Labor Law and Industrial Peace: A Comparative Analysis of the United States, the United Kingdom, Germany, and Japan under the Bargaining Model
Kenneth Glenn Dau-Schmidt
Indiana University Maurer School of Law
Tulane Journal of International & Comparative Law, Vol. 8, p. 117, 2000
In this Article, Professor Dau-Schmidt provides a comparative analysis of the labor laws of the United States, the United Kingdom, Germany, and Japan for the purposes of identifying which characteristics of a country's labor laws are likely to reduce strike incidence and intensity and promote industrial peace. To identify which characteristics of a country's law are likely to encourage industrial peace, Professor Dau-Schmidt presents game theory arguments based on his analysis of unions and collective bargaining. Dau-Schmidt then provides a simple empirical test as to the relative success of different countries' laws in advancing industrial peace by comparing data on the number of days lost per thousand organized workers for each of the examined countries.
Dau-Schmidt finds that countries, such as Germany and Japan, that encourage the sharing of information between employers and employees and effectively prohibit certain strategic behaviors by the parties, enjoy the most success in promoting industrial peace. In contrast, like United Kingdom, which has historically left collective bargaining unregulated even to the point of not enforcing voluntary agreements to arbitrate, suffers by far the worst record of encouraging industrial peace. Somewhere in between those two extremes lies the United States with requirements for limited exchanges of information and less effective prohibitions on strategic behavior, and intermediate success in encouraging industrial peace.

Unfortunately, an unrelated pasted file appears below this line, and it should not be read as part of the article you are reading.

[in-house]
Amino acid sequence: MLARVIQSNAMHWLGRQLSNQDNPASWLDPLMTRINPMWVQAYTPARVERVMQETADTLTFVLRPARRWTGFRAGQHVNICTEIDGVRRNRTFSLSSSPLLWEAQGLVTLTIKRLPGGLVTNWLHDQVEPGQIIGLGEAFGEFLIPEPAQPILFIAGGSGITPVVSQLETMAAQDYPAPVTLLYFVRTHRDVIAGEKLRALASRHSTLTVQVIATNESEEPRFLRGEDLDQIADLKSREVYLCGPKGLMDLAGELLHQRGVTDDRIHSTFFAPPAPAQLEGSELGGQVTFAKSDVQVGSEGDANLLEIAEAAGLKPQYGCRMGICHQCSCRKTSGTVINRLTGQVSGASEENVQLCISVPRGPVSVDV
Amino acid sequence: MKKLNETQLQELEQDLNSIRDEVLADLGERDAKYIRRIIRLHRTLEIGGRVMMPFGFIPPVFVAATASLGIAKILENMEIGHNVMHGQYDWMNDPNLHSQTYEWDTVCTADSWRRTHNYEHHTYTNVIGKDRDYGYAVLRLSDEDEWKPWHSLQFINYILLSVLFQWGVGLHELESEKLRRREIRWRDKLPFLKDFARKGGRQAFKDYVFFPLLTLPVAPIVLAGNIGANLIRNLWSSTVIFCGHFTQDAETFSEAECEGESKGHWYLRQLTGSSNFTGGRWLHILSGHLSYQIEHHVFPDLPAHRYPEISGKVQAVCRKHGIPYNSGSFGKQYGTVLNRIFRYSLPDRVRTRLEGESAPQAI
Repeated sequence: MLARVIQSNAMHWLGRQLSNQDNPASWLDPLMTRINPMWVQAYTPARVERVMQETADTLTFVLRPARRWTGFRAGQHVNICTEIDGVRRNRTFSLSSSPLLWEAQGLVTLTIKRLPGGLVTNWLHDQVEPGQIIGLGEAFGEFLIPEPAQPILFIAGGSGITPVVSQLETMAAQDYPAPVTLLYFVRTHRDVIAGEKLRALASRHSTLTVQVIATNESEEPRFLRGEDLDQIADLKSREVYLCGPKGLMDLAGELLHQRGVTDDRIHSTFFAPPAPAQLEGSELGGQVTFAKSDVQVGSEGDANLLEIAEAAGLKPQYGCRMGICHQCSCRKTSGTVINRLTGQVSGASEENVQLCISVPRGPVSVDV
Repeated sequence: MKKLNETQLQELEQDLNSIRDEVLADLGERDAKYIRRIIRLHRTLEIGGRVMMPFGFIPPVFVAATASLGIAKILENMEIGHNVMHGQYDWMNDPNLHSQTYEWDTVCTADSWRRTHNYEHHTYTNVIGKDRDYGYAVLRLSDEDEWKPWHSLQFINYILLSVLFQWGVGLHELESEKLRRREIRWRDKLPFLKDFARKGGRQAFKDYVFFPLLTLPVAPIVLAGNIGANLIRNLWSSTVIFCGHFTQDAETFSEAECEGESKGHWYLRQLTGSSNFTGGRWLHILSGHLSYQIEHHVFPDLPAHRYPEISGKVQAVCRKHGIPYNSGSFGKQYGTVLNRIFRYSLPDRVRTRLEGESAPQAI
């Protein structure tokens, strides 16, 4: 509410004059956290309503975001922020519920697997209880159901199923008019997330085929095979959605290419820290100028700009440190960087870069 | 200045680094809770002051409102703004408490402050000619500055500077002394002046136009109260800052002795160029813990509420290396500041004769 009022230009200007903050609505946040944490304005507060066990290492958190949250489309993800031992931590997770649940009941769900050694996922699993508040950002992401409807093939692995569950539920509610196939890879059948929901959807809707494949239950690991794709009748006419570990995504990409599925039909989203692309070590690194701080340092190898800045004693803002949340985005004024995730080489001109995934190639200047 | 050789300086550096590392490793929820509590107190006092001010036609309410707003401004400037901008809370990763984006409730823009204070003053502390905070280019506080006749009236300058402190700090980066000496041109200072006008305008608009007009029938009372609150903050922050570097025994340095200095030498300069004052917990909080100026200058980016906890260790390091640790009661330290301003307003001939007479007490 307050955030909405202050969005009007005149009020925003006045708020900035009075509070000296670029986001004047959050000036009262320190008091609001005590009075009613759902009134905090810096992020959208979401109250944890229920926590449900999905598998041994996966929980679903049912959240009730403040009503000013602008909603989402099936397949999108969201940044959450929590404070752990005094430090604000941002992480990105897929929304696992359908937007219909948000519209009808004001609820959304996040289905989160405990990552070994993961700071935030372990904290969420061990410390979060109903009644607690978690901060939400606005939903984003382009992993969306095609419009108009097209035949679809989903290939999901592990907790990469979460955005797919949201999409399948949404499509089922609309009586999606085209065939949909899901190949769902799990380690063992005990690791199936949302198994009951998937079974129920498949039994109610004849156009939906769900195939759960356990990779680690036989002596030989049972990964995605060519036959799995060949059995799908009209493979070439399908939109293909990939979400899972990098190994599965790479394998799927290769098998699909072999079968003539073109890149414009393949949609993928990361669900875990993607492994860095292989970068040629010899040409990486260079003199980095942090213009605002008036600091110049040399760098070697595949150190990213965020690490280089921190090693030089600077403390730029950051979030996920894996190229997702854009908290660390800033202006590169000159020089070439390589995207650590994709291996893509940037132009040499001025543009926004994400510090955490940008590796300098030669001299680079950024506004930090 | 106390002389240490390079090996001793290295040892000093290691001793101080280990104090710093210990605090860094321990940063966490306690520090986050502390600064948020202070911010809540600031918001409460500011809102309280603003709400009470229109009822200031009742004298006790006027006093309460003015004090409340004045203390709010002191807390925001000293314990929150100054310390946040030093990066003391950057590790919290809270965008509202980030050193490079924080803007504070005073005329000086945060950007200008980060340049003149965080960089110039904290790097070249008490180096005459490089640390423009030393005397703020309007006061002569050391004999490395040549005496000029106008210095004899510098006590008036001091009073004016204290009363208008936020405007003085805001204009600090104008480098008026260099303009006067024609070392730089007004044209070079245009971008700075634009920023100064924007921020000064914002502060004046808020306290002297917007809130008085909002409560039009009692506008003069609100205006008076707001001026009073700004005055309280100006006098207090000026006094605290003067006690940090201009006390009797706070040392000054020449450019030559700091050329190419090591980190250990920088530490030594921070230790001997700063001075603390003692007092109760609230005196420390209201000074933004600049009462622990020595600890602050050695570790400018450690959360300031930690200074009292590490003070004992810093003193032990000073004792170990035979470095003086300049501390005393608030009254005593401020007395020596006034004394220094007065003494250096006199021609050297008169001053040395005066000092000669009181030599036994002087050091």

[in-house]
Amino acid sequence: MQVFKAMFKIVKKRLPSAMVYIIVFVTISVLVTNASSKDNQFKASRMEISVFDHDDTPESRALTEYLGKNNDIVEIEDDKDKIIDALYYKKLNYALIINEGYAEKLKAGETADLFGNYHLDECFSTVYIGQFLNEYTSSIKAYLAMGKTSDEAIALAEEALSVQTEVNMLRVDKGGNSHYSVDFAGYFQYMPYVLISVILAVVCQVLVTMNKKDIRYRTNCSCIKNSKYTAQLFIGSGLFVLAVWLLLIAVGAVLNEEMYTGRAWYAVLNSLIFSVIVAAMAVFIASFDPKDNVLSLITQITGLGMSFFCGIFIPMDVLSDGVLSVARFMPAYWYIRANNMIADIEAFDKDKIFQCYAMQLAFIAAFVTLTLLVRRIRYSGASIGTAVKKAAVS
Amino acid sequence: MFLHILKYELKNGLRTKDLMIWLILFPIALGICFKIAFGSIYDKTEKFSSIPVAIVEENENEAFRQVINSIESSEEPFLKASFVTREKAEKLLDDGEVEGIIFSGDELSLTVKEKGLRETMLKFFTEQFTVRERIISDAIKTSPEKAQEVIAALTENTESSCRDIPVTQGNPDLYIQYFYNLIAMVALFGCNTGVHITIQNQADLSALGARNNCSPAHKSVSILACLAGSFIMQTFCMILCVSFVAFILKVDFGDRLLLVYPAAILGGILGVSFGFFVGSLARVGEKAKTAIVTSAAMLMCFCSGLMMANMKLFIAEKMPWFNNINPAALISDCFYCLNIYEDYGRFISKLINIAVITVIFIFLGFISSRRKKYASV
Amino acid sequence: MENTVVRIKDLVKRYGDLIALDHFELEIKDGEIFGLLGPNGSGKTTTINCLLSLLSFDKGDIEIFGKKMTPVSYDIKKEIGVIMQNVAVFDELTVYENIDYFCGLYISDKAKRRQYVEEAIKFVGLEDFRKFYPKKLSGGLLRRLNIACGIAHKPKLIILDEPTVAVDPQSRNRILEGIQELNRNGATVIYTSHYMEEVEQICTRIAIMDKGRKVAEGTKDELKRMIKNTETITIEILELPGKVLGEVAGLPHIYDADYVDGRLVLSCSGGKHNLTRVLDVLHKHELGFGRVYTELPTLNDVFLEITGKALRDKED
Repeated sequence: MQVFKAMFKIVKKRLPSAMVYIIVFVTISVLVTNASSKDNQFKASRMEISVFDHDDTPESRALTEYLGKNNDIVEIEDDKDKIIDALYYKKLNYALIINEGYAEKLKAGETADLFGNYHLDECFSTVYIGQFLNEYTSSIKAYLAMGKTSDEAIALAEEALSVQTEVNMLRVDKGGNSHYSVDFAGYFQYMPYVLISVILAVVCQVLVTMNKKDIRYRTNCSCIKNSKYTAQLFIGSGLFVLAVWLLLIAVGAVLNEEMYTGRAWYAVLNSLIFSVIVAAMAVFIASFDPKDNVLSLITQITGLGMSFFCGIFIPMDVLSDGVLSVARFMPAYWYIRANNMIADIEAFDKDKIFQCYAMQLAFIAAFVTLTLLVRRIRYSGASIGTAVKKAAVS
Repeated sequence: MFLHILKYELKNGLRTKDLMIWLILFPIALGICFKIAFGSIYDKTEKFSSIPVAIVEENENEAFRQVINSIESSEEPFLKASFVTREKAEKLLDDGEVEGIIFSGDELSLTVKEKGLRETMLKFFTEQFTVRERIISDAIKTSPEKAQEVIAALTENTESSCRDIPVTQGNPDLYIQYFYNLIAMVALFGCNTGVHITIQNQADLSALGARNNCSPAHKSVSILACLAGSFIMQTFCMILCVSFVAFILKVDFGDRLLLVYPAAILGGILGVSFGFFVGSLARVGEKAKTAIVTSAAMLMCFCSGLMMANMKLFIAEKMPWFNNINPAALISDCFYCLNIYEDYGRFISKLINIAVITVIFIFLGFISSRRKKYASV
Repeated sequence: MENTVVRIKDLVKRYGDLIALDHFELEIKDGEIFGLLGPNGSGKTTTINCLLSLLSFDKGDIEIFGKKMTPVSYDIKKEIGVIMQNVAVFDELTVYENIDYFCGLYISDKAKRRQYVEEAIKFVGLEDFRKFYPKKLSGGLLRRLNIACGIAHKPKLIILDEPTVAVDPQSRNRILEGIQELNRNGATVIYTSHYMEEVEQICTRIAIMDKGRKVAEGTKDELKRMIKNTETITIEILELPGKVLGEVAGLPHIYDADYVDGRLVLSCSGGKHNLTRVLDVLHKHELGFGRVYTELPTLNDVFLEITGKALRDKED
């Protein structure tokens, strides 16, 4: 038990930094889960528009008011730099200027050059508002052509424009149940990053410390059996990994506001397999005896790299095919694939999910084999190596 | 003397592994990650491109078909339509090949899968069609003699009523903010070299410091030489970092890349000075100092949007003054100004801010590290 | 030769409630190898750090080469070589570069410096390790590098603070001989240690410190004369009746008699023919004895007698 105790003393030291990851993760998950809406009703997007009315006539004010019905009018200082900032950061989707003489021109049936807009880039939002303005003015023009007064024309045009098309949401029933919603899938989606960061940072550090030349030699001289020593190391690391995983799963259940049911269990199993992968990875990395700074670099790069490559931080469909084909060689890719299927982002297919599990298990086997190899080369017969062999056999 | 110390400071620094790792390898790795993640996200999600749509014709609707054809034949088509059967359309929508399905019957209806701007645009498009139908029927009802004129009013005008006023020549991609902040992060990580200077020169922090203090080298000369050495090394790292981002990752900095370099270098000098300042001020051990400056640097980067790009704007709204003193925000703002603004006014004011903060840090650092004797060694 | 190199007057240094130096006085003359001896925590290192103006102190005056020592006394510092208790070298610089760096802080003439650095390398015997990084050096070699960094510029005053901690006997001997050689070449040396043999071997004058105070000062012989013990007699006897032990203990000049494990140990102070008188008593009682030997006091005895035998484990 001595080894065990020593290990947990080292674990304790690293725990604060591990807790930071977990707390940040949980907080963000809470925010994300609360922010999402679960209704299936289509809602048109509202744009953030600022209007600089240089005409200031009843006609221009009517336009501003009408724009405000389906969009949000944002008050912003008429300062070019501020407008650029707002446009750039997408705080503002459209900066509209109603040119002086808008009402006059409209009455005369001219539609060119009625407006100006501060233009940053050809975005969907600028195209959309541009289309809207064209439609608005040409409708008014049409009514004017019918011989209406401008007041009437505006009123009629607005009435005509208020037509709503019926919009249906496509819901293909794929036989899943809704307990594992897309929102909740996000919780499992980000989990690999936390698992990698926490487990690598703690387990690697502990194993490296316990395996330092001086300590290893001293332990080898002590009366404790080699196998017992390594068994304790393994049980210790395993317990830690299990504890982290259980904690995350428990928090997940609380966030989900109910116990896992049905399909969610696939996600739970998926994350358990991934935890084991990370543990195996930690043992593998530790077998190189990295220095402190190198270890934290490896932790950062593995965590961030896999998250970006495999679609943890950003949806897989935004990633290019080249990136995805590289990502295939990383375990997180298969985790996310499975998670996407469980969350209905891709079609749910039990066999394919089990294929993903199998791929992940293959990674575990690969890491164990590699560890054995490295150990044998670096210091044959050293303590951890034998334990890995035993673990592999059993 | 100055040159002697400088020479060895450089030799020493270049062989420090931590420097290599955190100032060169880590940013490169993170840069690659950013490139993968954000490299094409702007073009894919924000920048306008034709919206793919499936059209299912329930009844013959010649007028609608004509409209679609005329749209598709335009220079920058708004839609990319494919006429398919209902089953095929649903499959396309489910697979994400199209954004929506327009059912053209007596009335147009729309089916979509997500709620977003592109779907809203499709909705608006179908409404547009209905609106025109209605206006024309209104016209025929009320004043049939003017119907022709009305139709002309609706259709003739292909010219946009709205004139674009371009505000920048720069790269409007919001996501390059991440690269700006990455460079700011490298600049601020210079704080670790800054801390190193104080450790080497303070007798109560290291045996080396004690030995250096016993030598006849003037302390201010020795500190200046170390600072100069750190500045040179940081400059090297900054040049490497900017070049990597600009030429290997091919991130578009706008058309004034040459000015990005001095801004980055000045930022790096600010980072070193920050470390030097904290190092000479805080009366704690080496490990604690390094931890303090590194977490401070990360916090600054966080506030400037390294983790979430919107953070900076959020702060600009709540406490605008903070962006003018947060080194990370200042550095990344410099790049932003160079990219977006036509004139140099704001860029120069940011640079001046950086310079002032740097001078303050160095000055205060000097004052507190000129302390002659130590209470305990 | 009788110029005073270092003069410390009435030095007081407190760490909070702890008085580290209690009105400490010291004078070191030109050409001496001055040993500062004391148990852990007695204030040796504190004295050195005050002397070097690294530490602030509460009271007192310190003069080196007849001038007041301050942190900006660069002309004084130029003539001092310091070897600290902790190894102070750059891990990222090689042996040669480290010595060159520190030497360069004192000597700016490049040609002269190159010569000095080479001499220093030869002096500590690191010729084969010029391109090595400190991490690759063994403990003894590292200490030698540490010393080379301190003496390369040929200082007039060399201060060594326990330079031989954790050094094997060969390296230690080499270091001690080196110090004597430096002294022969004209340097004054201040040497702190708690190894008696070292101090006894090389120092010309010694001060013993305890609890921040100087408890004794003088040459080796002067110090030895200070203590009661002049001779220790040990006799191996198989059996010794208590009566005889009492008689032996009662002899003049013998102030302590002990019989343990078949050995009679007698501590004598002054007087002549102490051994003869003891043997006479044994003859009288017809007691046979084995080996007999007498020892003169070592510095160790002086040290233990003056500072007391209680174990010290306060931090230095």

Number of Pages in PDF File: 30
Keywords: Labor Law, Comparative, Industrial Peace, Law and Economics
JEL Classification: J50, J51, J52, K31
Date posted: April 28, 2005